Information on author platform, marketing, or audience
Authors can be tempted to include their enthusiasm or skill for marketing and promoting the book to readers—or they elaborate on who the book will appeal to. Certainly your platform and target market is important for nonfiction pitches. Novelists, however, shouldn’t bother with platform and audience statements, as agents’ decisions are rarely affected by your online prowess, and are primarily driven by the quality and marketability of the work itself. (That said, if you’re a social media celebrity or Wattpad Star with millions of followers, lead your query with that!)
But what if agents ask for this market or platform information? First, make sure that you’re reading the guidelines closely. Nearly all agents want marketing and platform information for nonfiction authors, but not for novelists. Second, if the submission guidelines state they only want a query letter, it’s likely they seek clarity on your genre or category, plus basic information on your background and writing community activities. It’s rare for an agent to ask an unpublished novelist for a full and separate bio statement, marketing plan, or anything else that is more appropriate for a nonfiction book proposal. I would even go so far as to say that if an agent asks you to submit a bunch of marketing or platform information along with your novel query, you probably should look elsewhere for representation.
Sometimes authors hire a professional freelance editor to do a high-level edit, copyedit, or proofread on their manuscript; the motivations to do so are as varied as writers themselves. (I don’t think it’s necessary to do it before submitting, and in many cases it doesn’t increase your chances of a book deal—but that’s a different post.)
Regardless of one’s reason for hiring an editor, I don’t think it helps to say your manuscript has been professionally edited. This statement has become so common as to become meaningless—it doesn’t indicate the manuscript will necessarily be any better than one that hasn’t been professionally edited. Sometimes, in fact, it can indicate the manuscript isn’t very good. (Freelance editors can unfortunately do as much harm as good.)
Praise from others
Similar to the “professional editing” qualification, authors can be tempted to quote praise or positive reviews they’ve received from mentors, editors, critics, or published authors. It may make you feel good to have this feedback (and you should celebrate it if it was hard won), but this material isn’t helpful in your query unless the person is well known and trusted by the agent you’re querying. Even then, if they are well known by the agent, it begs the question: Why didn’t this person make an introduction to the agent on your behalf—that is, provide a referral of some kind?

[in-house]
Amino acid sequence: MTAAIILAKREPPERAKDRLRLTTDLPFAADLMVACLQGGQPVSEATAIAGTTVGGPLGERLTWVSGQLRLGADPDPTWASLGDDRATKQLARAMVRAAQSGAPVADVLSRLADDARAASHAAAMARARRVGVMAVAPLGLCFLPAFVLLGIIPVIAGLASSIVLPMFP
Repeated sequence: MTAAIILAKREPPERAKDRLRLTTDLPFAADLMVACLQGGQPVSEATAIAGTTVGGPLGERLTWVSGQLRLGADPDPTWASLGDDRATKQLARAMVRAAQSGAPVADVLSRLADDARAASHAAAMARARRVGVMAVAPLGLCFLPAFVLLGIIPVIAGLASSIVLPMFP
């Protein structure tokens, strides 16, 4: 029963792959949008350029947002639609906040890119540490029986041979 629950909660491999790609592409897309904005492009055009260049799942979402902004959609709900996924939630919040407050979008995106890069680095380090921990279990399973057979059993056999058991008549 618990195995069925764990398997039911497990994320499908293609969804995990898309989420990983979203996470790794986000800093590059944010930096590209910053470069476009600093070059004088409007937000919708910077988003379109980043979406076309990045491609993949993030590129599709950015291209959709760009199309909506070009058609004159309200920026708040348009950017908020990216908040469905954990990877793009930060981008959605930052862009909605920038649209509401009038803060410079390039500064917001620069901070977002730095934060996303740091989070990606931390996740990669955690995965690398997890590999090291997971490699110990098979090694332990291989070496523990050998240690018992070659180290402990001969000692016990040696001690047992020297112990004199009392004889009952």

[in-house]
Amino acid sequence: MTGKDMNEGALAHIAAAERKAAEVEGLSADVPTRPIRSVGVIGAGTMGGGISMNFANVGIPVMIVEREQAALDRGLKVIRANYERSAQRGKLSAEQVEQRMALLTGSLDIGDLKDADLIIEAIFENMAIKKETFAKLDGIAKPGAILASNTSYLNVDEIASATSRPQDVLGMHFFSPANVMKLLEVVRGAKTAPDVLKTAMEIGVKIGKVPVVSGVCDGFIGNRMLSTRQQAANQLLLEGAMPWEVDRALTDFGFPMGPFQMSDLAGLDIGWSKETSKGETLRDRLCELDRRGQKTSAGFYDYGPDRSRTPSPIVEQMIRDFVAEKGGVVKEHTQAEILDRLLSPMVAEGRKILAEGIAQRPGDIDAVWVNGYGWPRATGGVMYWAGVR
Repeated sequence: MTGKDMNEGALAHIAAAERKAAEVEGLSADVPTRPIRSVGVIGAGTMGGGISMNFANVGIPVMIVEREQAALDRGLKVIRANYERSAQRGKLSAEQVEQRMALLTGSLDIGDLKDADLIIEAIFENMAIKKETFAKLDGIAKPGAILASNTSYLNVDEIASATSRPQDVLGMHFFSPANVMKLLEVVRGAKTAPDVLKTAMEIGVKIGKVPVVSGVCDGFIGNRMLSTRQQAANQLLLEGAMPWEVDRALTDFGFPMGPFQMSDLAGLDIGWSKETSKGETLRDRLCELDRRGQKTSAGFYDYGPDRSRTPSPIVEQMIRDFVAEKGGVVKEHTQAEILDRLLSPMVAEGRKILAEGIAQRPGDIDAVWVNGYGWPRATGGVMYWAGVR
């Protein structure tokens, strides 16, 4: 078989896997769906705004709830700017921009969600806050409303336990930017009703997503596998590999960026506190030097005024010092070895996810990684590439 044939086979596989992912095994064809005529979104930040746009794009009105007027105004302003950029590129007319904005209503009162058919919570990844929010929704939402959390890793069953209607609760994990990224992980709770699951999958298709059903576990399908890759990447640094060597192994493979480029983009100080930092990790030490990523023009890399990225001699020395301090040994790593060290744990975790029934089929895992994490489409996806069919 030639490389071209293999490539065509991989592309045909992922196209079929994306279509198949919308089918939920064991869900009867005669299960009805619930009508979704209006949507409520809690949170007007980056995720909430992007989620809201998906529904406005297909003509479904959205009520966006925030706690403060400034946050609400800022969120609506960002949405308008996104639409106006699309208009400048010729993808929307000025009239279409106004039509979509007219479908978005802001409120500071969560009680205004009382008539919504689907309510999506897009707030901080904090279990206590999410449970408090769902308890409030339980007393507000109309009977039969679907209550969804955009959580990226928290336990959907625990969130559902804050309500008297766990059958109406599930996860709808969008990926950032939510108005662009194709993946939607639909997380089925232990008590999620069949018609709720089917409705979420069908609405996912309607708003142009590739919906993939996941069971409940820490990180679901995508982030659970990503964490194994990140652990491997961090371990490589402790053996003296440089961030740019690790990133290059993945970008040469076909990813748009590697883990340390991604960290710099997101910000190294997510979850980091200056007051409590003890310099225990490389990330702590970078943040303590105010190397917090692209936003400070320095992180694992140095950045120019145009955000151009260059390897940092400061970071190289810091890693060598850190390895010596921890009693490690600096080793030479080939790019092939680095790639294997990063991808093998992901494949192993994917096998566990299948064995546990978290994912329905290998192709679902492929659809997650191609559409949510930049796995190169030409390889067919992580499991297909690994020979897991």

In the end, the agent has to be enthusiastic and fall in love with your work—in addition to seeing a place in the market for it. They’re not going to rely on the opinion of a third party, and including praise from others can just as easily backfire rather than support your pitch.
You don’t have to state that you’re simultaneously cold querying many agents at once. It’s assumed. However, once you start sending out requested partial or full manuscripts, you should make it clear when an agent isn’t the only one considering the work at the time the pages are requested.
There is an element to query letter writing that is hard to perfect: the writer’s own voice and sense of confidence. I can help writers express story lines clearly and succinctly, draw out the voice of the characters, and keep the author out of trouble—but I can’t inject the writer’s own personality into these documents. (I’m not a ghostwriter!)
Sometimes a successful query breaks all rules and standards because it’s done in a way that’s charming and reflects something unique about the writer. The real challenge is knowing when your effect is truly charming or in fact annoying, and it’s a tough balance. You want to have some life in the query, but not at the expense of it backfiring and distracting from what it’s there to do: get the agent to request and read the manuscript.
Looking for more guidance on queries? I offer a Query Letter Master Class.
Jane Friedman (@JaneFriedman) has 20 years of experience in the publishing industry, with expertise in digital media strategy for authors and publishers. She is the publisher of The Hot Sheet, the essential newsletter on the publishing industry for authors, and was named Publishing Commentator of the Year by Digital Book World in 2019.
In addition to being a columnist for Publishers Weekly, Jane is a professor with The Great Courses, which released her 24-lecture series, How to Publish Your Book. Her book for creative writers, The Business of Being a Writer (University of Chicago Press), received a starred review from Library Journal.
Jane speaks regularly at conferences and industry events such as BookExpo America, Digital Book World, and the AWP Conference, and has served on panels with the National Endowment for the Arts and the Creative Work Fund. Find out more.